- Last year Pune had diverted 120 tonnes of waste from Mula-Mutha river
- More than 400 people were stationed across 20 ghat for cleanup
- 106 tonnes of garbage was sent for composting
New Delhi: Devotees in several parts of India like Mumbai, Pune and Hyderabad participated in large numbers to take part in the immersion process marking Anant Chaturdashi, the last day of the 10-day long festival that began on August 25. As people bid goodbye to the elephant-headed God for the year, civic bodies and environmentalists were worried about the amount of damage it would cause to the water bodies.
But with greater awareness, there were many examples this year of people taking steps to make sure Ganesh Chaturthi celebrations are environment friendly too. In Maharashtra’s Pune city more than 400 residents of Pune (which included 150 ragpickers, 200 volunteers and 60 supervisors from ragpicker’s organisation – Solid Waste Collection and Handling (SWaCH) cooperative) ensured that Mutha-Mula river faces less brunt of the immersion this year.
First, these Swachh volunteers were instrumental in convincing devotees to not immerse their idols in the river and instead opt for artificial tanks. Of the total 2,20,000 idols immersed this year, nearly 20 per cent (46,525) of the idols were immersed into the tanks provided by the Pune Municipal Corporation (PMC) and the Pimpri-Chinchwad Municipal Corporation (PCMC). Post immersion in artificial tanks, Ammonium bicarbonate is an inorganic compound will be added in these tanks. The final product ammonium sulfate, which is an excellent soil fertilizer, will be used in gardening said Suresh Jagtap, head of the Solid Waste Management department, PMC.
Apart from promoting immersion in artificial ponds, these swachh volunteers were stationed across 20 ghats of the Mutha-Mula river on two days – August and September 5.
For people to discard the nirmalaya (waste), the SWaCH volunteers had kept huge plastic bags and bins on the ghats. While the volunteers convinced the devotees to immerse their idols in artificial ponds, the rag pickers segregated the dry and wet waste through the day. About 106 tonnes of wet waste consisting mostly of flowers, edibles was collected and distributed among the organisations that took part in the ‘Swachh Nirmalaya’ initiative. As for the 32 tonnes of dry waste, some was taken by the ragpickers to sell or recycle it and the rest was taken by the PMC to deposit it at recycling centres.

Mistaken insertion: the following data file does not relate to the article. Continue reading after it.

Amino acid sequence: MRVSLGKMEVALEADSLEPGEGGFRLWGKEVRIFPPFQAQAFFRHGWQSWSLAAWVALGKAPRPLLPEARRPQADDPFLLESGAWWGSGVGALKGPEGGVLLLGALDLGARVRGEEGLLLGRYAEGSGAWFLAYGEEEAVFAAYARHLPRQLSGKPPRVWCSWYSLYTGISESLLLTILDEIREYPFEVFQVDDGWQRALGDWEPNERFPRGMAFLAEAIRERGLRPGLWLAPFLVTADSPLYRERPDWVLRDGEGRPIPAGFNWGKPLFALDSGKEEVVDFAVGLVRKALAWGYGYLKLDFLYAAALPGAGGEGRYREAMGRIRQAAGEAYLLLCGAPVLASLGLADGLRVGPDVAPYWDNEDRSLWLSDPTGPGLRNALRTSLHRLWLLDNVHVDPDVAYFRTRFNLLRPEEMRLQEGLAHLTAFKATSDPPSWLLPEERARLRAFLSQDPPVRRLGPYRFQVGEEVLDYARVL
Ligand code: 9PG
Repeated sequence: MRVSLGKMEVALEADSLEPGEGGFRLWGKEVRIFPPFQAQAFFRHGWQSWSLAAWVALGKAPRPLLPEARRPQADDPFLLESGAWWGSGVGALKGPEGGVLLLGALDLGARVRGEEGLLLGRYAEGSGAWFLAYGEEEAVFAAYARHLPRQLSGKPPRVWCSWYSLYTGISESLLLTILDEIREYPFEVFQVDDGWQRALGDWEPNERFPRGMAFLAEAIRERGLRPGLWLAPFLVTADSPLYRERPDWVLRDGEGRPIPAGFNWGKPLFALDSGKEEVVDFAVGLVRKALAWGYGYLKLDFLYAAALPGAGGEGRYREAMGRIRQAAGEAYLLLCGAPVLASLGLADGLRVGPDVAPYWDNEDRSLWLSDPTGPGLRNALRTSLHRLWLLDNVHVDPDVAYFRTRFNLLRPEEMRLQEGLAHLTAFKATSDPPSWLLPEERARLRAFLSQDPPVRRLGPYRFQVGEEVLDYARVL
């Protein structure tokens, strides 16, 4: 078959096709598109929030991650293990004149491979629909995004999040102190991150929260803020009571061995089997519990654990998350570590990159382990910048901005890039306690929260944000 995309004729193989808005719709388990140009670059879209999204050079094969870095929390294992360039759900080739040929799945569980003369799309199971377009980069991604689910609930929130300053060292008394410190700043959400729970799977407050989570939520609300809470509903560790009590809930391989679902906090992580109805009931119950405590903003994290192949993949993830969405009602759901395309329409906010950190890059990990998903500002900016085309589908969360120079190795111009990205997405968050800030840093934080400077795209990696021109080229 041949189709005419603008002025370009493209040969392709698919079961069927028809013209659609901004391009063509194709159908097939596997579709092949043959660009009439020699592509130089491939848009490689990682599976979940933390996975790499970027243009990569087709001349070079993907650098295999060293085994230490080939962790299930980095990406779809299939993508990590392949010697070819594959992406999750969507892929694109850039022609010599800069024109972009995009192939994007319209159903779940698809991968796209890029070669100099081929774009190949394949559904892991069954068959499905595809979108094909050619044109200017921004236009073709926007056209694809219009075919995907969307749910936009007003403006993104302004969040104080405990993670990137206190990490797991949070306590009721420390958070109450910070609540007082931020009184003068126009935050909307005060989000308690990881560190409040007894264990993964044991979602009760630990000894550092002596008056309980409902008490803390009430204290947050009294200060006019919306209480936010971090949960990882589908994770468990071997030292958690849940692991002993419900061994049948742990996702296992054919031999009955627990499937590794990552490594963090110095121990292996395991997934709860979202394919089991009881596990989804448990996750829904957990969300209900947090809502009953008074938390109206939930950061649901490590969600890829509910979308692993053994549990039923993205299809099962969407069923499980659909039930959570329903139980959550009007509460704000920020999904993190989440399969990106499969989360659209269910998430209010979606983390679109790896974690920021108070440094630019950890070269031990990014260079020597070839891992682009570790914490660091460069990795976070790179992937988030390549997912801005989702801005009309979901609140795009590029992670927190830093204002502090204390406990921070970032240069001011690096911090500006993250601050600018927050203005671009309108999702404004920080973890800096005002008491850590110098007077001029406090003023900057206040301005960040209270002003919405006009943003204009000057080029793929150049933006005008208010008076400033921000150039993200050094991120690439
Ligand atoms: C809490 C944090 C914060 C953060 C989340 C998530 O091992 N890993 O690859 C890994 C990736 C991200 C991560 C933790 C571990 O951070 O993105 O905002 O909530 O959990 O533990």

Suchismita Pai, member of SWaCH, believes that the success of the initiative goes to the people, “This year people were much more organised, disciplined and co-operative. Most of them listened to the volunteers and opted for an eco-friendly ganesh visarjan.”
Echoing her thoughts Priya Kathuria, Head of Operations, SWaCH adds, “With enough immersion tanks available, requests from the civic bodies and efforts by the volunteers, most of the people adhered to Swachh activity. Infact on some ghats zero idols were immersed in the river.”
Some volunteers even got their children along with an objective of making the young guns an integral part of cleanliness drives. “We had our children with us and what we observed was people were more receptive to the children in giving Nirmalya and allowing them to touch the nirmalya on the idols. The enthusiasm of the kids and their inherent charm surprised people and were more than willing to listen to the kids. Moreover, the activity also brings awareness among this young generation,” says Tushar Munshi, an active member of Rotary club.
This wasn’t the first time residents of Pune came together and celebrated an eco-friendly Ganpati. The ‘Swachh Nirmalaya Mission’ was started in 2008 and it had managed to divert about 12 tonnes of garbage from getting dumped into the river. Over the years, with more and more households getting Ganpati idols at home, the waste generation has also increased and last year a whopping 120 tonnes of waste was saved from being discarded into the river.